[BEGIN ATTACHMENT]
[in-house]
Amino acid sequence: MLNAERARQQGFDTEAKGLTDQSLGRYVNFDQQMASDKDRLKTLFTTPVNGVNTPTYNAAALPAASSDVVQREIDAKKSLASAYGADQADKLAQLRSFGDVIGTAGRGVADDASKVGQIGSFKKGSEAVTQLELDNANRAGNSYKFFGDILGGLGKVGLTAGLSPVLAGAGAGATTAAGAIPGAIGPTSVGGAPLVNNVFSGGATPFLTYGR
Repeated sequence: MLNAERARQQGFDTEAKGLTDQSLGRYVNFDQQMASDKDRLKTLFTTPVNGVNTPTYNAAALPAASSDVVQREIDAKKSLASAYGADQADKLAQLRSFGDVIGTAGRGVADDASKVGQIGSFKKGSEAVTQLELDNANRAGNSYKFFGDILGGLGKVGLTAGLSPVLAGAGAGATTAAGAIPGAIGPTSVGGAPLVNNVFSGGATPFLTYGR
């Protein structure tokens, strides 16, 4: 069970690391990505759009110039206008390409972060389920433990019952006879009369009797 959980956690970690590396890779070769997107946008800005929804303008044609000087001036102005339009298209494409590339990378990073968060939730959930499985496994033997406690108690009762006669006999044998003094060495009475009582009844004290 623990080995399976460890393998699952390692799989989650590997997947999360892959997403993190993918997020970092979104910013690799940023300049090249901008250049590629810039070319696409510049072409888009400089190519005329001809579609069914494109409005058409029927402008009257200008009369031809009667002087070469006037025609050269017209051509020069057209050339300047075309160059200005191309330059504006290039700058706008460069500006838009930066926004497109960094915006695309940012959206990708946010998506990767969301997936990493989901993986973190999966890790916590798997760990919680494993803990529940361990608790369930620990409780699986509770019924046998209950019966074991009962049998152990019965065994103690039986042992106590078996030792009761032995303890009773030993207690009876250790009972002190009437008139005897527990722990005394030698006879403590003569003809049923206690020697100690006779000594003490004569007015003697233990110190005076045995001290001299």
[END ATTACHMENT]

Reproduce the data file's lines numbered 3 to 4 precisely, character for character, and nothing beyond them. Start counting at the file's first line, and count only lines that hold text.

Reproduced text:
Repeated sequence: MLNAERARQQGFDTEAKGLTDQSLGRYVNFDQQMASDKDRLKTLFTTPVNGVNTPTYNAAALPAASSDVVQREIDAKKSLASAYGADQADKLAQLRSFGDVIGTAGRGVADDASKVGQIGSFKKGSEAVTQLELDNANRAGNSYKFFGDILGGLGKVGLTAGLSPVLAGAGAGATTAAGAIPGAIGPTSVGGAPLVNNVFSGGATPFLTYGR
């Protein structure tokens, strides 16, 4: 069970690391990505759009110039206008390409972060389920433990019952006879009369009797 959980956690970690590396890779070769997107946008800005929804303008044609000087001036102005339009298209494409590339990378990073968060939730959930499985496994033997406690108690009762006669006999044998003094060495009475009582009844004290 623990080995399976460890393998699952390692799989989650590997997947999360892959997403993190993918997020970092979104910013690799940023300049090249901008250049590629810039070319696409510049072409888009400089190519005329001809579609069914494109409005058409029927402008009257200008009369031809009667002087070469006037025609050269017209051509020069057209050339300047075309160059200005191309330059504006290039700058706008460069500006838009930066926004497109960094915006695309940012959206990708946010998506990767969301997936990493989901993986973190999966890790916590798997760990919680494993803990529940361990608790369930620990409780699986509770019924046998209950019966074991009962049998152990019965065994103690039986042992106590078996030792009761032995303890009773030993207690009876250790009972002190009437008139005897527990722990005394030698006879403590003569003809049923206690020697100690006779000594003490004569007015003697233990110190005076045995001290001299």